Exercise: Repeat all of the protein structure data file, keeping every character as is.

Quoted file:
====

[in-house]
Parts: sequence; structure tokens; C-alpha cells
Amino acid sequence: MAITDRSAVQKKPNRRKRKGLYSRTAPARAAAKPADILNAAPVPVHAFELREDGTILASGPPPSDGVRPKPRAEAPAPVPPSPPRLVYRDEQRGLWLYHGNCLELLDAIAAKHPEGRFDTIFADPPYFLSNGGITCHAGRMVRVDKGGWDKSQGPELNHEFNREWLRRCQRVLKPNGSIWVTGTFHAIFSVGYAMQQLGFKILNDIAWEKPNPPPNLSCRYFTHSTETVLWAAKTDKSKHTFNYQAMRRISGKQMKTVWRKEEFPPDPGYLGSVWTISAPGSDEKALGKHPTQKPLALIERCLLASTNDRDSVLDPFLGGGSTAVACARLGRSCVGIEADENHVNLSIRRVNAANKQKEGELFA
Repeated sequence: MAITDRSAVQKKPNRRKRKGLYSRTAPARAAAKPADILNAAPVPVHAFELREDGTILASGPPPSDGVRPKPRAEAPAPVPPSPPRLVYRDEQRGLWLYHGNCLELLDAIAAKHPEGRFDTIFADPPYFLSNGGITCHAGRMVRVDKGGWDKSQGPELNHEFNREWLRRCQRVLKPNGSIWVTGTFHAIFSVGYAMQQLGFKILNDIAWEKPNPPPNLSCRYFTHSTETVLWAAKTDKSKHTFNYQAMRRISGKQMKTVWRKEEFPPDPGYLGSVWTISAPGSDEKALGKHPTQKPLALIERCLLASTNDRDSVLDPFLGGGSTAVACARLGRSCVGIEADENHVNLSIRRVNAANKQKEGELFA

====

[in-house]
Parts: sequence; structure tokens; C-alpha cells
Amino acid sequence: MAITDRSAVQKKPNRRKRKGLYSRTAPARAAAKPADILNAAPVPVHAFELREDGTILASGPPPSDGVRPKPRAEAPAPVPPSPPRLVYRDEQRGLWLYHGNCLELLDAIAAKHPEGRFDTIFADPPYFLSNGGITCHAGRMVRVDKGGWDKSQGPELNHEFNREWLRRCQRVLKPNGSIWVTGTFHAIFSVGYAMQQLGFKILNDIAWEKPNPPPNLSCRYFTHSTETVLWAAKTDKSKHTFNYQAMRRISGKQMKTVWRKEEFPPDPGYLGSVWTISAPGSDEKALGKHPTQKPLALIERCLLASTNDRDSVLDPFLGGGSTAVACARLGRSCVGIEADENHVNLSIRRVNAANKQKEGELFA
Repeated sequence: MAITDRSAVQKKPNRRKRKGLYSRTAPARAAAKPADILNAAPVPVHAFELREDGTILASGPPPSDGVRPKPRAEAPAPVPPSPPRLVYRDEQRGLWLYHGNCLELLDAIAAKHPEGRFDTIFADPPYFLSNGGITCHAGRMVRVDKGGWDKSQGPELNHEFNREWLRRCQRVLKPNGSIWVTGTFHAIFSVGYAMQQLGFKILNDIAWEKPNPPPNLSCRYFTHSTETVLWAAKTDKSKHTFNYQAMRRISGKQMKTVWRKEEFPPDPGYLGSVWTISAPGSDEKALGKHPTQKPLALIERCLLASTNDRDSVLDPFLGGGSTAVACARLGRSCVGIEADENHVNLSIRRVNAANKQKEGELFA